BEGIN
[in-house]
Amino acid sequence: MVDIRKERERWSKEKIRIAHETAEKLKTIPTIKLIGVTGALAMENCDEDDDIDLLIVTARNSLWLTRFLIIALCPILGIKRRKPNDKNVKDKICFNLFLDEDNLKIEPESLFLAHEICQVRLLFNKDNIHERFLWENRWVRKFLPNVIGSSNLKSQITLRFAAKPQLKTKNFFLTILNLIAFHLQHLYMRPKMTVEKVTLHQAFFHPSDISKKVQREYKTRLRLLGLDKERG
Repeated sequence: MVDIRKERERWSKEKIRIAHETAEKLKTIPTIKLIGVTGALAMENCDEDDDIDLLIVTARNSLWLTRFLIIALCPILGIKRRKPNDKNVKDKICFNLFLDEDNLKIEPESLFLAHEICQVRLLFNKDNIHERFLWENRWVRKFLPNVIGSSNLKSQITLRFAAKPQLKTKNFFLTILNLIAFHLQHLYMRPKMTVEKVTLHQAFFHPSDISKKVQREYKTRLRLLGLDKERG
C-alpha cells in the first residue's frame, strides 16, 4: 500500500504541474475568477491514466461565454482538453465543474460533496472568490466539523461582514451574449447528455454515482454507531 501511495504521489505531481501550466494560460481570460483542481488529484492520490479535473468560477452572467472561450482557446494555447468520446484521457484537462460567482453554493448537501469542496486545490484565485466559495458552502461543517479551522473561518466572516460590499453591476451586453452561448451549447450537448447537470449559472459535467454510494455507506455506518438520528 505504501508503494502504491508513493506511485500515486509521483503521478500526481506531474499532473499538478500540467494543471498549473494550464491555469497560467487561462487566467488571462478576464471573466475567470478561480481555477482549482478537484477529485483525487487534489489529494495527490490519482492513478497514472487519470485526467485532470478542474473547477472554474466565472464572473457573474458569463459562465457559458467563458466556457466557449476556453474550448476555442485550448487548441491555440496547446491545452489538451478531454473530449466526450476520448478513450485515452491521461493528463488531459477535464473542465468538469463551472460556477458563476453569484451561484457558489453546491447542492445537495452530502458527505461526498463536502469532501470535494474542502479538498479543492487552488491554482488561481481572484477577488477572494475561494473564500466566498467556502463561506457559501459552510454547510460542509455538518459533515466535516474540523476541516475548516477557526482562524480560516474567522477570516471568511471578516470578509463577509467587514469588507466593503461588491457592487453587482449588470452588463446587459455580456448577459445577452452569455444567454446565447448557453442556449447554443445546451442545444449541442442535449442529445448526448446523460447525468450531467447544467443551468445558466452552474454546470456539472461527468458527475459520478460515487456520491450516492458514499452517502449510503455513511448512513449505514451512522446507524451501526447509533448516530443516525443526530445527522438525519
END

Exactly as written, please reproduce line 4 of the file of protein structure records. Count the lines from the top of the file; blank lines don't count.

C-alpha cells in the first residue's frame, strides 16, 4: 500500500504541474475568477491514466461565454482538453465543474460533496472568490466539523461582514451574449447528455454515482454507531 501511495504521489505531481501550466494560460481570460483542481488529484492520490479535473468560477452572467472561450482557446494555447468520446484521457484537462460567482453554493448537501469542496486545490484565485466559495458552502461543517479551522473561518466572516460590499453591476451586453452561448451549447450537448447537470449559472459535467454510494455507506455506518438520528 505504501508503494502504491508513493506511485500515486509521483503521478500526481506531474499532473499538478500540467494543471498549473494550464491555469497560467487561462487566467488571462478576464471573466475567470478561480481555477482549482478537484477529485483525487487534489489529494495527490490519482492513478497514472487519470485526467485532470478542474473547477472554474466565472464572473457573474458569463459562465457559458467563458466556457466557449476556453474550448476555442485550448487548441491555440496547446491545452489538451478531454473530449466526450476520448478513450485515452491521461493528463488531459477535464473542465468538469463551472460556477458563476453569484451561484457558489453546491447542492445537495452530502458527505461526498463536502469532501470535494474542502479538498479543492487552488491554482488561481481572484477577488477572494475561494473564500466566498467556502463561506457559501459552510454547510460542509455538518459533515466535516474540523476541516475548516477557526482562524480560516474567522477570516471568511471578516470578509463577509467587514469588507466593503461588491457592487453587482449588470452588463446587459455580456448577459445577452452569455444567454446565447448557453442556449447554443445546451442545444449541442442535449442529445448526448446523460447525468450531467447544467443551468445558466452552474454546470456539472461527468458527475459520478460515487456520491450516492458514499452517502449510503455513511448512513449505514451512522446507524451501526447509533448516530443516525443526530445527522438525519